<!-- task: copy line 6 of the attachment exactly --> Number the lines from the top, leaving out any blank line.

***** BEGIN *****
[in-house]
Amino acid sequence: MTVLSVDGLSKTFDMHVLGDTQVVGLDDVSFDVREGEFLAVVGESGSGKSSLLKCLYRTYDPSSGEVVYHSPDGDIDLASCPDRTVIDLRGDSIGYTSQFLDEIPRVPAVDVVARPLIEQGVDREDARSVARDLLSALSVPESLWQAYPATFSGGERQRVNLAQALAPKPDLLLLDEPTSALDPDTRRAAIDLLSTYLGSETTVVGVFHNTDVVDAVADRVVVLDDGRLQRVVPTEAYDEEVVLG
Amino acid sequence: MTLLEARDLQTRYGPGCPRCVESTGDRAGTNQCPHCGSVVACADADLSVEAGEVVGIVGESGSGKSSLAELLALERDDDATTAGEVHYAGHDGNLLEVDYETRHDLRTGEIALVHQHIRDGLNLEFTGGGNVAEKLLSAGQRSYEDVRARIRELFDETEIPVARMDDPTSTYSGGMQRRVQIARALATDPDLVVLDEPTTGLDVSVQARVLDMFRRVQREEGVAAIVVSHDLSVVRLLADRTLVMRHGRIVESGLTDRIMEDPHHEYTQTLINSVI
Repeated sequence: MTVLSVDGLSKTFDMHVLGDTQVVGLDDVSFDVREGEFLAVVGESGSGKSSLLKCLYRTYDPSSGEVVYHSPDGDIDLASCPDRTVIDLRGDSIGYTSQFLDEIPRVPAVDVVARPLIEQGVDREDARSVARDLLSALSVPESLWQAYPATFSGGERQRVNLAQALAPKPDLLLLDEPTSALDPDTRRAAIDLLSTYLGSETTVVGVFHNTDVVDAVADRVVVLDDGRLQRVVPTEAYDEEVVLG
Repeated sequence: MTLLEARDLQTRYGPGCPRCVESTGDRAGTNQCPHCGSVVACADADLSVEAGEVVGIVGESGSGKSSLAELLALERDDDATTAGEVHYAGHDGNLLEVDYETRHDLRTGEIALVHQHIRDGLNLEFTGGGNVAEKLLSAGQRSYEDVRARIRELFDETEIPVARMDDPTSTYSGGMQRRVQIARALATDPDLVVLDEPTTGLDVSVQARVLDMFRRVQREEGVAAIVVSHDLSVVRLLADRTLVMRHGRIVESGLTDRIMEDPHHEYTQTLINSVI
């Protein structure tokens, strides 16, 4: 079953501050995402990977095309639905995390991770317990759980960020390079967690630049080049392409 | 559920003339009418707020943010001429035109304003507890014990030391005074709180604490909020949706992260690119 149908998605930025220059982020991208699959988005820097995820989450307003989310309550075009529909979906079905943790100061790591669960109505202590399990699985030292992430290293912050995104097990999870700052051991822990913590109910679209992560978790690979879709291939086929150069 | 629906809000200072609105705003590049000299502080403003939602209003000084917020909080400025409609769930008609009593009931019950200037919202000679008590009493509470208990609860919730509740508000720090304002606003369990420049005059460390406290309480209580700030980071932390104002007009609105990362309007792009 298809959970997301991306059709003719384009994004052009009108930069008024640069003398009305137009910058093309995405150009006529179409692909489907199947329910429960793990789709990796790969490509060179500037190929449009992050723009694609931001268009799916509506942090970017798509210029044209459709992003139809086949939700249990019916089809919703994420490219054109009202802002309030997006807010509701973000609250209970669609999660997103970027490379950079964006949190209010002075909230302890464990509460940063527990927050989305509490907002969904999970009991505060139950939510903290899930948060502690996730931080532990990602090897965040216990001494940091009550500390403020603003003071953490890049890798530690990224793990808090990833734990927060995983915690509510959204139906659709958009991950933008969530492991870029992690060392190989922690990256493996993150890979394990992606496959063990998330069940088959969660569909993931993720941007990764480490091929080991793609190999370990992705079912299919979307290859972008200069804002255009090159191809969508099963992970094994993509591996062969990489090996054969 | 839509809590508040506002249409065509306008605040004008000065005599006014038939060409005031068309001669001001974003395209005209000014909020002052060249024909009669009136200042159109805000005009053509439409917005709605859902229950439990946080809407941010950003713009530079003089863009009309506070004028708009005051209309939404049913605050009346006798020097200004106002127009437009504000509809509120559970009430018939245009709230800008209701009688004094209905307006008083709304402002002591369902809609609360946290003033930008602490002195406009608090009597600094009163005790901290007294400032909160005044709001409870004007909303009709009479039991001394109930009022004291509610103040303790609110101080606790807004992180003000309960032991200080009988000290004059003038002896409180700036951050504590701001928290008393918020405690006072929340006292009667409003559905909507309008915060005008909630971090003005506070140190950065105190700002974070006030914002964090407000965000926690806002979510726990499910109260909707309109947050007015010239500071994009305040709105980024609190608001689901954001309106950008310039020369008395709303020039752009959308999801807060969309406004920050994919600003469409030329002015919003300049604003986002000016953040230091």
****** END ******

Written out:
């Protein structure tokens, strides 16, 4: 079953501050995402990977095309639905995390991770317990759980960020390079967690630049080049392409 | 559920003339009418707020943010001429035109304003507890014990030391005074709180604490909020949706992260690119 149908998605930025220059982020991208699959988005820097995820989450307003989310309550075009529909979906079905943790100061790591669960109505202590399990699985030292992430290293912050995104097990999870700052051991822990913590109910679209992560978790690979879709291939086929150069 | 629906809000200072609105705003590049000299502080403003939602209003000084917020909080400025409609769930008609009593009931019950200037919202000679008590009493509470208990609860919730509740508000720090304002606003369990420049005059460390406290309480209580700030980071932390104002007009609105990362309007792009 298809959970997301991306059709003719384009994004052009009108930069008024640069003398009305137009910058093309995405150009006529179409692909489907199947329910429960793990789709990796790969490509060179500037190929449009992050723009694609931001268009799916509506942090970017798509210029044209459709992003139809086949939700249990019916089809919703994420490219054109009202802002309030997006807010509701973000609250209970669609999660997103970027490379950079964006949190209010002075909230302890464990509460940063527990927050989305509490907002969904999970009991505060139950939510903290899930948060502690996730931080532990990602090897965040216990001494940091009550500390403020603003003071953490890049890798530690990224793990808090990833734990927060995983915690509510959204139906659709958009991950933008969530492991870029992690060392190989922690990256493996993150890979394990992606496959063990998330069940088959969660569909993931993720941007990764480490091929080991793609190999370990992705079912299919979307290859972008200069804002255009090159191809969508099963992970094994993509591996062969990489090996054969 | 839509809590508040506002249409065509306008605040004008000065005599006014038939060409005031068309001669001001974003395209005209000014909020002052060249024909009669009136200042159109805000005009053509439409917005709605859902229950439990946080809407941010950003713009530079003089863009009309506070004028708009005051209309939404049913605050009346006798020097200004106002127009437009504000509809509120559970009430018939245009709230800008209701009688004094209905307006008083709304402002002591369902809609609360946290003033930008602490002195406009608090009597600094009163005790901290007294400032909160005044709001409870004007909303009709009479039991001394109930009022004291509610103040303790609110101080606790807004992180003000309960032991200080009988000290004059003038002896409180700036951050504590701001928290008393918020405690006072929340006292009667409003559905909507309008915060005008909630971090003005506070140190950065105190700002974070006030914002964090407000965000926690806002979510726990499910109260909707309109947050007015010239500071994009305040709105980024609190608001689901954001309106950008310039020369008395709303020039752009959308999801807060969309406004920050994919600003469409030329002015919003300049604003986002000016953040230091």